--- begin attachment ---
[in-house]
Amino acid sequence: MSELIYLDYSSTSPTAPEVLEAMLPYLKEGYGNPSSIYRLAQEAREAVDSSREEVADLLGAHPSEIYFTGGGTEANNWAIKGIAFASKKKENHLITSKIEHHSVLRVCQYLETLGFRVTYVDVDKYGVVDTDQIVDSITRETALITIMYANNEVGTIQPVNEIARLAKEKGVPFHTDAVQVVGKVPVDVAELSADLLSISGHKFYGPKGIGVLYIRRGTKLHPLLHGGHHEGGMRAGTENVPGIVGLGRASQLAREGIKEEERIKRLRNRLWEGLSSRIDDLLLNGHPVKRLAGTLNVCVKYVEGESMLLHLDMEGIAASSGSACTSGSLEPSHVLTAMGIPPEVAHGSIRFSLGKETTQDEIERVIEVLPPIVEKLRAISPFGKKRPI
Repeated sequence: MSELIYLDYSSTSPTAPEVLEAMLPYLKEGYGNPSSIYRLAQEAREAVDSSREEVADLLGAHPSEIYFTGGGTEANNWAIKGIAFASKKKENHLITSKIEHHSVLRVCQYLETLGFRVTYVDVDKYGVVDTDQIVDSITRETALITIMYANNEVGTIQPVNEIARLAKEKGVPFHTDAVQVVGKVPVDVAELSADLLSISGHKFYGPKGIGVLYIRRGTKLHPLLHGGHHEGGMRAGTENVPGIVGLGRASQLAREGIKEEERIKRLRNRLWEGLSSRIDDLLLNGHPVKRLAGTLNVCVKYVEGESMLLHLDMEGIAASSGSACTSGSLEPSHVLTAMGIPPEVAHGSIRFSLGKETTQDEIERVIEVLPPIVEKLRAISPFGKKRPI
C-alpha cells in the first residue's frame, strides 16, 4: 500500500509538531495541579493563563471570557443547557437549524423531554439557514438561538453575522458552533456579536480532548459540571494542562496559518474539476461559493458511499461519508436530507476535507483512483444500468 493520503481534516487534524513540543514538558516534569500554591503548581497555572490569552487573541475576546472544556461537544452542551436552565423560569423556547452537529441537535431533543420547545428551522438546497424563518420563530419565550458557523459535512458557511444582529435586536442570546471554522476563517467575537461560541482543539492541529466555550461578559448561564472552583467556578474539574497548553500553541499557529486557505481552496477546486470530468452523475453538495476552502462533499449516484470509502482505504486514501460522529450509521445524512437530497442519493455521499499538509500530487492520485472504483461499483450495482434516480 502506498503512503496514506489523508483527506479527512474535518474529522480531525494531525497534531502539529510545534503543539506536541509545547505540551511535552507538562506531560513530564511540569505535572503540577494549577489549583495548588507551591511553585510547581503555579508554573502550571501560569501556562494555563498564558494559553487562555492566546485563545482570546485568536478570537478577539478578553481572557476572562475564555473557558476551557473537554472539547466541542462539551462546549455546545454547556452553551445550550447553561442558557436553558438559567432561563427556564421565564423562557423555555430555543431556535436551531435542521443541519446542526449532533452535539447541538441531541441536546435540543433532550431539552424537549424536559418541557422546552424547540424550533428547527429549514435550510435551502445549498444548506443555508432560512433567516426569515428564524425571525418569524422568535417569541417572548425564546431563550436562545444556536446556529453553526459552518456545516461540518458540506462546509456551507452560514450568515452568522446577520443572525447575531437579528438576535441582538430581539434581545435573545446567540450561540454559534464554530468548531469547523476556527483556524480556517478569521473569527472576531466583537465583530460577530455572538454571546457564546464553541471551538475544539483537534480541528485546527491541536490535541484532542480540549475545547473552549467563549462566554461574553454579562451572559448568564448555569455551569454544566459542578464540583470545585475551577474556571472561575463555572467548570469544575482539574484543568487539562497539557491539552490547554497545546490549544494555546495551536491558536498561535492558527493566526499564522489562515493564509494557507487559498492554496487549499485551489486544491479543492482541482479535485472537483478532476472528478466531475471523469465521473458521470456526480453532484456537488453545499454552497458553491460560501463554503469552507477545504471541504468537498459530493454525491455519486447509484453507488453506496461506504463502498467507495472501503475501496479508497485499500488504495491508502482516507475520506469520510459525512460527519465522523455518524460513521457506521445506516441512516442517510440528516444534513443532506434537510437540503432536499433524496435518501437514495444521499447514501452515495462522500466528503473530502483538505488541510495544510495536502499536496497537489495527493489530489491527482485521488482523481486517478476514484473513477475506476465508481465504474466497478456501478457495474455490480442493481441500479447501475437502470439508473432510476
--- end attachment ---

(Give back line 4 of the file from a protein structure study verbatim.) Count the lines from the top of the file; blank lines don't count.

C-alpha cells in the first residue's frame, strides 16, 4: 500500500509538531495541579493563563471570557443547557437549524423531554439557514438561538453575522458552533456579536480532548459540571494542562496559518474539476461559493458511499461519508436530507476535507483512483444500468 493520503481534516487534524513540543514538558516534569500554591503548581497555572490569552487573541475576546472544556461537544452542551436552565423560569423556547452537529441537535431533543420547545428551522438546497424563518420563530419565550458557523459535512458557511444582529435586536442570546471554522476563517467575537461560541482543539492541529466555550461578559448561564472552583467556578474539574497548553500553541499557529486557505481552496477546486470530468452523475453538495476552502462533499449516484470509502482505504486514501460522529450509521445524512437530497442519493455521499499538509500530487492520485472504483461499483450495482434516480 502506498503512503496514506489523508483527506479527512474535518474529522480531525494531525497534531502539529510545534503543539506536541509545547505540551511535552507538562506531560513530564511540569505535572503540577494549577489549583495548588507551591511553585510547581503555579508554573502550571501560569501556562494555563498564558494559553487562555492566546485563545482570546485568536478570537478577539478578553481572557476572562475564555473557558476551557473537554472539547466541542462539551462546549455546545454547556452553551445550550447553561442558557436553558438559567432561563427556564421565564423562557423555555430555543431556535436551531435542521443541519446542526449532533452535539447541538441531541441536546435540543433532550431539552424537549424536559418541557422546552424547540424550533428547527429549514435550510435551502445549498444548506443555508432560512433567516426569515428564524425571525418569524422568535417569541417572548425564546431563550436562545444556536446556529453553526459552518456545516461540518458540506462546509456551507452560514450568515452568522446577520443572525447575531437579528438576535441582538430581539434581545435573545446567540450561540454559534464554530468548531469547523476556527483556524480556517478569521473569527472576531466583537465583530460577530455572538454571546457564546464553541471551538475544539483537534480541528485546527491541536490535541484532542480540549475545547473552549467563549462566554461574553454579562451572559448568564448555569455551569454544566459542578464540583470545585475551577474556571472561575463555572467548570469544575482539574484543568487539562497539557491539552490547554497545546490549544494555546495551536491558536498561535492558527493566526499564522489562515493564509494557507487559498492554496487549499485551489486544491479543492482541482479535485472537483478532476472528478466531475471523469465521473458521470456526480453532484456537488453545499454552497458553491460560501463554503469552507477545504471541504468537498459530493454525491455519486447509484453507488453506496461506504463502498467507495472501503475501496479508497485499500488504495491508502482516507475520506469520510459525512460527519465522523455518524460513521457506521445506516441512516442517510440528516444534513443532506434537510437540503432536499433524496435518501437514495444521499447514501452515495462522500466528503473530502483538505488541510495544510495536502499536496497537489495527493489530489491527482485521488482523481486517478476514484473513477475506476465508481465504474466497478456501478457495474455490480442493481441500479447501475437502470439508473432510476